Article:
• Silk should always be worn slightly loose and not skin-tight.
  • Handle carefully when wearing watches and jewellery to avoid snagging.
  • Avoid direct contact with chemicals including perfumes.
  • Never use bleach.
  • We recommend that pure silk garments be dry cleaned. Dry cleaning of fine silks extends the life of the garment, and protects its natural beauty.
  • Silk can also be washed by hand or washing machine in water at a temperature not exceeding 30°C using non-bio detergent or one specifically for silk and wool.
  • Wash dark colours separately and do not mix with non-delicate garments.
  • Steaming silk is recommended for removing creases.
  • Iron only at the silk setting and for best results just when the garment is about 90% dry.

    Special attention should be paid in particular:

    If washed by hand:

  • Totally dissolve the detergent completely whether in liquid or powder form before immersing the garment.
  • Soak the silk for just a few minutes and wash it with a gentle dipping/kneading motion. Do not rub the silk with force.
  • Rinse the garment thoroughly so that no soap residue is left.
  • Do not wring or twist; roll it in a towel to extract water.

    If washed in a washing machine

  • It is advisable to use a net wash bag.
  • Select "Silk" option if marked or delicate cycle on the washing machine.
  • Do not use tumble dry.
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    Classifications of silk:

    There are many types of silks. Listed below are a few of the more popular ones. To assess a silk it is necessary to consider three factors. These are: Silk Type, Silk Weight and Silk Weave. Silks of the same type may have different characteristics because of different weights or weaves.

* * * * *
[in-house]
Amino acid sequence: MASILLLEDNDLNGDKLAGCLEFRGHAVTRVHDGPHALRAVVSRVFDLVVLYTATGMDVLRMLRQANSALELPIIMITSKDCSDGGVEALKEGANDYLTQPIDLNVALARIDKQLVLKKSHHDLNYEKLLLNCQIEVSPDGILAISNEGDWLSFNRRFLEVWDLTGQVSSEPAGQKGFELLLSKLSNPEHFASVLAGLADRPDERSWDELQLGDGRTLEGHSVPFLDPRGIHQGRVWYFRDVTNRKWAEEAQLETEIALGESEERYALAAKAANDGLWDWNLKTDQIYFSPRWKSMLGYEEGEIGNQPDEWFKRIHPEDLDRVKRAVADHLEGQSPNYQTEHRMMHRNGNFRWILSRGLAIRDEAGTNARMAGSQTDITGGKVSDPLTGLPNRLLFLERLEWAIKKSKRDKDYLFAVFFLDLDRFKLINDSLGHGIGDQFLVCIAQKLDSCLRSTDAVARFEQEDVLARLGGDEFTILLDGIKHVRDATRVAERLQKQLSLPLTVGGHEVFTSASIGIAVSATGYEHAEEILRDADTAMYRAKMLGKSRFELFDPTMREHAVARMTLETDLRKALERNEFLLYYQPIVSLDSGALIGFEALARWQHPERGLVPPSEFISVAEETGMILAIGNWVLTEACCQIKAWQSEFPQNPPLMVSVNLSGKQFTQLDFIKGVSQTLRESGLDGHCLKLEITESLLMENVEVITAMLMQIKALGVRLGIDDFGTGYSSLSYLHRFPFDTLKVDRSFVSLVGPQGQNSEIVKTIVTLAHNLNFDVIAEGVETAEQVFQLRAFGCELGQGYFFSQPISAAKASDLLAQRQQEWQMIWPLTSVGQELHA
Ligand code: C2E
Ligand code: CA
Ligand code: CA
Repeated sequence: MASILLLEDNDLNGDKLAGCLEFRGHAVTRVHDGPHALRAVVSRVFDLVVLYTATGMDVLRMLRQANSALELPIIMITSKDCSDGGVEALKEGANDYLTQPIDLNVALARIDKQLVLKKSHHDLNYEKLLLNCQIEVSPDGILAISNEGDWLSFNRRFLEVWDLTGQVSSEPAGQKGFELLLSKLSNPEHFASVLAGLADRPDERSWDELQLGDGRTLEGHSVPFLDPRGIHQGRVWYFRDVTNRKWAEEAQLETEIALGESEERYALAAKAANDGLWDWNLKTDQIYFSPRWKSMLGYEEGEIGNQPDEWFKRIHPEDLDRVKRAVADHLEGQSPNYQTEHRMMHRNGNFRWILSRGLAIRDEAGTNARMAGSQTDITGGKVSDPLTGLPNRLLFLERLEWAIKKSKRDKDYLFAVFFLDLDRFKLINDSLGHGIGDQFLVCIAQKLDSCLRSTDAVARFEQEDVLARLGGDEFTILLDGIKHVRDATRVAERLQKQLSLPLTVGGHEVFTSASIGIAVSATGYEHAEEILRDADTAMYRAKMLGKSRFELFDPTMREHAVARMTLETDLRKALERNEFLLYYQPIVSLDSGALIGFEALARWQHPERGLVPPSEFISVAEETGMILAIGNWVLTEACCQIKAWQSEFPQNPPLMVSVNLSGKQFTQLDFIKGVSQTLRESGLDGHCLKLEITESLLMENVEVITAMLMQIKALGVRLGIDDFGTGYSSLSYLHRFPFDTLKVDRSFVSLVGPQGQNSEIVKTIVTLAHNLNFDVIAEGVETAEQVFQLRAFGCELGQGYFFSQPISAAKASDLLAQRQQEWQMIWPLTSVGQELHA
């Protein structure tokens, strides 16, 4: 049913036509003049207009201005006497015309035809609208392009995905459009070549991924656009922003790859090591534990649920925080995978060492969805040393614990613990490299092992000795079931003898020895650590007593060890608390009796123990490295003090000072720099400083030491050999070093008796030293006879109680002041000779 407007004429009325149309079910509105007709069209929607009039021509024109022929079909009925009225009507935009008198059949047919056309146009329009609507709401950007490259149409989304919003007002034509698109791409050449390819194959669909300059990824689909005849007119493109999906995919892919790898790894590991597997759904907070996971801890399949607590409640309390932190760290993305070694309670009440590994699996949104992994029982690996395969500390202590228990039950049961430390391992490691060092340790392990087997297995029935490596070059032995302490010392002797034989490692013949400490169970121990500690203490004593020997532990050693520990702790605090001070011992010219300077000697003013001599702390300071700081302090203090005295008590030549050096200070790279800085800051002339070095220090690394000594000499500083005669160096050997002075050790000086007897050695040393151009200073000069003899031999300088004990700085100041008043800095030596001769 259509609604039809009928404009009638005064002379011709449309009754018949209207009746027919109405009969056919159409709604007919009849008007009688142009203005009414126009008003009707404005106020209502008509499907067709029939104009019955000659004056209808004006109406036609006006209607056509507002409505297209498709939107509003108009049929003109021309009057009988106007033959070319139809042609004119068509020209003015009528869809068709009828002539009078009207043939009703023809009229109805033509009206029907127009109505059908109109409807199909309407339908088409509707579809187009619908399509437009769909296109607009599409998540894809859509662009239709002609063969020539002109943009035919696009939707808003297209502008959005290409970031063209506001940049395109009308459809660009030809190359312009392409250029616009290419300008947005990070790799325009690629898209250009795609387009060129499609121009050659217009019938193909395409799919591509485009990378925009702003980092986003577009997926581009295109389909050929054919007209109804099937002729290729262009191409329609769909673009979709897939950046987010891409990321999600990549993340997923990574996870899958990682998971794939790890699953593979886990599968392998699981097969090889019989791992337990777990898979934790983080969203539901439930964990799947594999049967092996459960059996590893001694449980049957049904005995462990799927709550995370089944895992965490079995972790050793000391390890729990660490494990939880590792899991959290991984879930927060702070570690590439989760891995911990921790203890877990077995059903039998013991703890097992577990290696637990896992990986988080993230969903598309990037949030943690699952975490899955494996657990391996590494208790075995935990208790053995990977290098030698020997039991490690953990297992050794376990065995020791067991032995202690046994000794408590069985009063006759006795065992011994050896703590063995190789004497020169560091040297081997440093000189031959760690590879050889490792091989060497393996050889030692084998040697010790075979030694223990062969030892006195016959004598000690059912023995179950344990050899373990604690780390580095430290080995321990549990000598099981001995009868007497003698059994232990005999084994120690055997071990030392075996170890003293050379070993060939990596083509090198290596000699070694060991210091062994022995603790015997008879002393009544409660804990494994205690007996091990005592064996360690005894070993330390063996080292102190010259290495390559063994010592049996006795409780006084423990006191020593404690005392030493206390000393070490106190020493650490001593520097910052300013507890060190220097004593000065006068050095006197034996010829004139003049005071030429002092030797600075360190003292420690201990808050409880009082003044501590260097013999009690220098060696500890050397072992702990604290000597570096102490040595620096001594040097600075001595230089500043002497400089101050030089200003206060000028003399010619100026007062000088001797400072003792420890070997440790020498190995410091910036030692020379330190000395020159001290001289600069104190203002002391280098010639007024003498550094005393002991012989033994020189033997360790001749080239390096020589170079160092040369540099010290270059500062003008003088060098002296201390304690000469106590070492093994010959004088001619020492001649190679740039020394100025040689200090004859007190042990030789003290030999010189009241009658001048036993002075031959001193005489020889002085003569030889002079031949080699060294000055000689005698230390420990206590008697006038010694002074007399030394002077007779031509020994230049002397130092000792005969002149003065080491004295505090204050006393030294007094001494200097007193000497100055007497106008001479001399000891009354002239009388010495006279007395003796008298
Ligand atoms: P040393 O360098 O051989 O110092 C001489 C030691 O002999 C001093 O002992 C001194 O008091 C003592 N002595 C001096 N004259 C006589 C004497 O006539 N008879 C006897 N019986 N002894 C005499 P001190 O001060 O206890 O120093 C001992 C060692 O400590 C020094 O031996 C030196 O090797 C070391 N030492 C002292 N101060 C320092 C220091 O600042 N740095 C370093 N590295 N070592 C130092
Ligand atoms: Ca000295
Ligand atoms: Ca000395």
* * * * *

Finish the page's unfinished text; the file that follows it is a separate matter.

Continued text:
Silk Fabric Description Weight
    Broadcloth, Habotai Same as China Silk only heavier: good for shirts Medium 10 mm or more
    Brocade A jacquard weave with an embossed effect: often contains synthetic or man-made fibres: good for jackets Heavy
    Crepe Satin A soft smooth silky fabric of a satin weave with a crepe back, sometimes called crepe backed satin. Medium 12 mm or more
    Chiffon A transparent soft and light silk. Plain weave fabric with twisted yarns. Sheer ? light to medium
    Crepe de Chine A plain weave silk of various weights. This silk is the "hand" or touch that many people identify as silk. There are various weights from light, suitable for linings and many "washable silks" to heavy for shirts and dresses. 8 mm and more
    Damask /Crepe Jacquard A jacquard woven silk of elaborate patterns Light to medium
    Doupion A silk reeled from double cocoons nested together. The threads are uneven and irregular. Silk Doupion is suitable for fine suits and lightweight dresses. Light to medium